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Trattoria Gigina, Bologna, Italy, tasted on March 22, 2004 On this day in Bologna we weren't sure exactly where to go eat. Dinner the night before wasn't spectacular though it had it's moments. We were nervous about trusting our instincts on where to eat. I can't recall exactly who recommended that we eat at the unfortunately named Trattoria Gigina, but whoever it was, we should thank them. The baseline of quality for restaurants is simply higher in Italy so despite our best efforts, our expectations were pretty high. Trattoria Gigina beat even those.

Gigina was a long cab-ride from the center of town. We had no idea where we were and along the way wondered if we had been kidnapped by our cabbie. Our fears were unfounded as he delivered us to our destination somewhere in Bologna. As we entered Trattoria Gigina, it felt a little traditional. And while we would assume that would be likely to mean high quality, the night before we felt traditional had meant slightly out of touch. We got this impression from the purse table for ladies in the entrance as well as the special menu for the women in our party (the menus didn't include the prices), and the picture of the ample woman, obviously a veteran of the kitchen, stirring a huge pot of sauce.

We took our seats up on the second floor of the restaurant. Things started with a bang as we ordered a bottle of San Valentino Terra Sangiovese di Romagna Superiore Riserva 2000. On my own personal (and somewhat wacky) 100 point scale I gave it a 93. It was a touch thin up front but blossomed into big acidic (in a good way) tangy deliciousness. Plenty of soft tannins on the finish. Nice. While the wine was great, the bread (of course) was not good. Not terrible this time, but not good either. No worries, much better food was to follow.

The food started coming in earnest when our Roast-beef della Gigina con La Sua Salsa arrived. Pink and juicy and topped with a lemon wedge, it was delicious. So light, so moist, hugely savory. The flavors were rustic and (not surprisingly) slightly tangy. As if the region didn't have enough specialties, Mortodella was another one. But I hadn't had a superlative Mortadella experience yet. That changed with Spuma di Mortadella e Gelatina di Balsamico. It had a bit of a rougher texture than others I'd had which I thought ended up being a positive note. The balsamic gelatin cubes added welcome sharp sparks of tanginess. This was Peyman's favorite.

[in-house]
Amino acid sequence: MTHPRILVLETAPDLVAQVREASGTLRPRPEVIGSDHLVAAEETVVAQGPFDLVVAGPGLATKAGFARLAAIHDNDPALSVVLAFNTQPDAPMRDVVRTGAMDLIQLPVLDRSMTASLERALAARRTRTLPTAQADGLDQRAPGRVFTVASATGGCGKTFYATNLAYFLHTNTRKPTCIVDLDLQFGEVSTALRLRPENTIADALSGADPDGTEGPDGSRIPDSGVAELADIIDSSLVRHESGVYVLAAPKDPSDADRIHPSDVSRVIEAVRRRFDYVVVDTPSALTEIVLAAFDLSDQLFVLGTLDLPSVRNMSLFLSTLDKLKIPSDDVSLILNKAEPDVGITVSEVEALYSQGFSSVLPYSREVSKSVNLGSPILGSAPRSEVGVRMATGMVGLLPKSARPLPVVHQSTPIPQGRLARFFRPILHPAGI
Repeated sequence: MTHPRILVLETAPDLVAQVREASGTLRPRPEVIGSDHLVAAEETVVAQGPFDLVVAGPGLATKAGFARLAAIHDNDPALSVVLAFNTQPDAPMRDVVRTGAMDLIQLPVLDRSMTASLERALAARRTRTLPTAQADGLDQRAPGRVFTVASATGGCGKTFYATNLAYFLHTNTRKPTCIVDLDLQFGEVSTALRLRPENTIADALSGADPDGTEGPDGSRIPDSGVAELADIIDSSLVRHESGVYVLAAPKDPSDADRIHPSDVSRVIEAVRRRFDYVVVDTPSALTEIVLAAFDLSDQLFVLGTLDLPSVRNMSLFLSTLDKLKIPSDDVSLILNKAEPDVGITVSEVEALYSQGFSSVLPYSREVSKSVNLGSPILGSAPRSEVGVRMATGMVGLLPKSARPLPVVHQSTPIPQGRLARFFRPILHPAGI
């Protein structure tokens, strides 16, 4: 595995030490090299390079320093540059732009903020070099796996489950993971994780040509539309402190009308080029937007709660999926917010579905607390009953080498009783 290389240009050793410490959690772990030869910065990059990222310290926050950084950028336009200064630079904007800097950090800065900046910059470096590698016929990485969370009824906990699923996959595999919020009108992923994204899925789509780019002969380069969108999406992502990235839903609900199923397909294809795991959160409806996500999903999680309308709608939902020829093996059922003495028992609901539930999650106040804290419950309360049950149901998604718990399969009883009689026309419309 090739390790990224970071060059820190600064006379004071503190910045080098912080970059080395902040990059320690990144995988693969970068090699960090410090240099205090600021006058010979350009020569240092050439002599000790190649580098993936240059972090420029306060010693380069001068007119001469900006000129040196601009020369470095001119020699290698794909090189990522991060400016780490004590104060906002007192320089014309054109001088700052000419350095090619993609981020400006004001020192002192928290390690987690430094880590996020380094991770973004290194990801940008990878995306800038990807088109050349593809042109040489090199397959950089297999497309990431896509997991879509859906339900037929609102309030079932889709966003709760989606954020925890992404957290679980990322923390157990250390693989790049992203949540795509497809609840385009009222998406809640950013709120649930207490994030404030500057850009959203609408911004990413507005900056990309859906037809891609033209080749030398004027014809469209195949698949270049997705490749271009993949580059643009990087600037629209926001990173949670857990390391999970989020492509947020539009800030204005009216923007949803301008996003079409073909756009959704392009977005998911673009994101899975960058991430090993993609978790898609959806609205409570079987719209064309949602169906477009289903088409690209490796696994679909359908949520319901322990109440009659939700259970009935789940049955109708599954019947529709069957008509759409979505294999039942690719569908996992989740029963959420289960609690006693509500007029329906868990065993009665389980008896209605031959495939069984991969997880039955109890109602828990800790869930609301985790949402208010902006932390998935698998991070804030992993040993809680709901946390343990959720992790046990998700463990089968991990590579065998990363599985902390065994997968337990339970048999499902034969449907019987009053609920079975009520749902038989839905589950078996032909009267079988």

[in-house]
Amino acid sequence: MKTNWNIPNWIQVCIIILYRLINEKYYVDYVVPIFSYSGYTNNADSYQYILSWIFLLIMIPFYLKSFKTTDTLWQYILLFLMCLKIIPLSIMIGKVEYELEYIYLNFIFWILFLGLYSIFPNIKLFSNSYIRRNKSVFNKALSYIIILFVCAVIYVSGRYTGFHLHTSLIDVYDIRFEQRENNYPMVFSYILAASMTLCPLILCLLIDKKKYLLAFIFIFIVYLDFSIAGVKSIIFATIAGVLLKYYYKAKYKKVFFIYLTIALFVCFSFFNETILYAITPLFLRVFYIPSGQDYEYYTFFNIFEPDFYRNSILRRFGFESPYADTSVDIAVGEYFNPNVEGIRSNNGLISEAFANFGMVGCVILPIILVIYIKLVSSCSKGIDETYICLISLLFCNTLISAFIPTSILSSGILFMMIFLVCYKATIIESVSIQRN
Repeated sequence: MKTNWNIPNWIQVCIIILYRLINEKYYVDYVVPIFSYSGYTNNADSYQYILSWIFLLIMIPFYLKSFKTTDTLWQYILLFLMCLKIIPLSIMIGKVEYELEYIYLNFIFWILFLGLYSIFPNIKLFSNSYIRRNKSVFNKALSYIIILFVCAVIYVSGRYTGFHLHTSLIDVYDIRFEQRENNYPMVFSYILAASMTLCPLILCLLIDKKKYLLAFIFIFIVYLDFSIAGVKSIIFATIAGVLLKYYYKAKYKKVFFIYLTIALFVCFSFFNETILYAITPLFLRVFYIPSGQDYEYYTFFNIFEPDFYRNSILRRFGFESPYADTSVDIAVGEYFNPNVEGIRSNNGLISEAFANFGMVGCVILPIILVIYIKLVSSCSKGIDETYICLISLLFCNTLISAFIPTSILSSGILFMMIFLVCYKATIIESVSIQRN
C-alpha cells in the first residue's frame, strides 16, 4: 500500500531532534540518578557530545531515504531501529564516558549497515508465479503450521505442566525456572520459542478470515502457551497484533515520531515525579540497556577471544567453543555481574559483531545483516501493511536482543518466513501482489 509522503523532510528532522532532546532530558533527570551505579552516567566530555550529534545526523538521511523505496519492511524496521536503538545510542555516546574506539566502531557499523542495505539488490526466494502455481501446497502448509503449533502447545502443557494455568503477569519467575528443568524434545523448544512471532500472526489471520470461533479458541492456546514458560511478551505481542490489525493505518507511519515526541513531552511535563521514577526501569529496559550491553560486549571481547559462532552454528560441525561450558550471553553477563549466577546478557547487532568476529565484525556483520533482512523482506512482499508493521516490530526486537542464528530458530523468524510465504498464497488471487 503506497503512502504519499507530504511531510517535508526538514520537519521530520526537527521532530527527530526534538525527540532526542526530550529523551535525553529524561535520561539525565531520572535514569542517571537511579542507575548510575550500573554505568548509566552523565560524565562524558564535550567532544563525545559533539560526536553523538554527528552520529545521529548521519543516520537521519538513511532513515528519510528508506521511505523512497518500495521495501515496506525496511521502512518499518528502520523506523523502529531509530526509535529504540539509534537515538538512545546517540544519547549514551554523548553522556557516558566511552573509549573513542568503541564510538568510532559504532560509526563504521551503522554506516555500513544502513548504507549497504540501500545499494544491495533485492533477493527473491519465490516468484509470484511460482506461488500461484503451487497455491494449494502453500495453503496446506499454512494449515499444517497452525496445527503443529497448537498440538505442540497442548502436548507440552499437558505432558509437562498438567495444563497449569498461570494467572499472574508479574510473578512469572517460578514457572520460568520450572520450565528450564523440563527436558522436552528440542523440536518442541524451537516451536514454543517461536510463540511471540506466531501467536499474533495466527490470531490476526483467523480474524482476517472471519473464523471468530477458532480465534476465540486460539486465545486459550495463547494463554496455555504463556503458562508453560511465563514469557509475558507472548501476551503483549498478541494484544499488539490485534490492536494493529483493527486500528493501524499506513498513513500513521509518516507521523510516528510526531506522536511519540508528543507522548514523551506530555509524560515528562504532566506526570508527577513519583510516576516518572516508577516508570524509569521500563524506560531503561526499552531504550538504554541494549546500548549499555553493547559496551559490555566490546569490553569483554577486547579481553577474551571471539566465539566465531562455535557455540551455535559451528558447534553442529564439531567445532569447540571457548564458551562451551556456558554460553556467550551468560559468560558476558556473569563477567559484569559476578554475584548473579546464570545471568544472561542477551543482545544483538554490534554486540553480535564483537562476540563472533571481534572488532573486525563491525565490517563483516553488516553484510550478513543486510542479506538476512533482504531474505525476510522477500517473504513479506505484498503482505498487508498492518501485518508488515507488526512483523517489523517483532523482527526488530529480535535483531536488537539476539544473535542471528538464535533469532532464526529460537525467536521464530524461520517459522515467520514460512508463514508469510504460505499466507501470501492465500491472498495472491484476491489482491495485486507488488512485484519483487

Speaking of regional specialties, up next was a plate of the best prosciutto I've ever eaten - Prosciutto di Parma Stagionato due Anni. It was perfect. Salty, savory, porky. The texture was slightly dry in a good way. We also had the carpaccio with enormous parmigiana reggiana shavings on top. Most folks at the table thought it was served too cold. That said, the texture was amazing. It was like raw tuna. So soft and supple. And once you let the meat sit on your tongue the subtlest flavors made their appearance. The touch of mild savory tones were also like a beautiful piece of raw tuna. While I did love it, I have to admit it could have been overwhelmed by the other dishes given its subtlety.

Typically when we go to eat we order in an atypical way. We avoid huge entrees and try for as many smaller dishes as possible which we share family style. The key is for us to taste as much as the restaurant has to offer. In Italy our approach is almost impossible. There's antipasti, then primi, then secondi, then dessert. That's it. Anytime we try and deviate the restaurant gets nutty. They also are so worried about us getting enough food (by their definition, not ours) that we always end up with too much. By this time on our trip to Italy we'd basically figured that out. And if we hadn't by this time, they made it clear when they wouldn't let us not order secondi. As you'll see below, there are worse problems to have.

A bowl of freshly grated parmigiana reggiana showed up at our table before the primi arrived. How could we be expected not to try some. It was creamy, tangy, and fresh. We worried it would be gone by the time the dishes arrived. What arrived next was the Tortellini in Brodo di Tradizione Bolognese. Now my Italian is essentially non-existent, but after tasting this dish I think I can safely say that Bologna has some great traditions. The broth was rich and wonderful. It started out with this simple chicken flavor but got meatier and had citrus notes near the mid-palate. The little dumplings were soft and delicious. I really loved the soup. I swallowed the tortellini whole sometimes.

Next up was Larghissime con Funghi Porcini. The mushrooms were butter. The pasta delicious and light. This was DebDu's favorite. We also got Tortelloni di Ricotta al Burro e Salvia. Essentially, huge tortelloni filled with super flavorful ricotta. Excellent. We also had some of the best Bolognese pasta so far. Very very good. The creamy cheese completed it. This (not surprisingly) was Debbie's favorite.

All the food came out of the kitchen piping hot and great. I guess it's no surprise that temperature is key in making a great food experience. It is surprising though how rarely you eat somewhere that the food consistently comes out of the kitchen at the right temperature. It wasn't just the temperature of course. The pasta was perfectly cooked as well.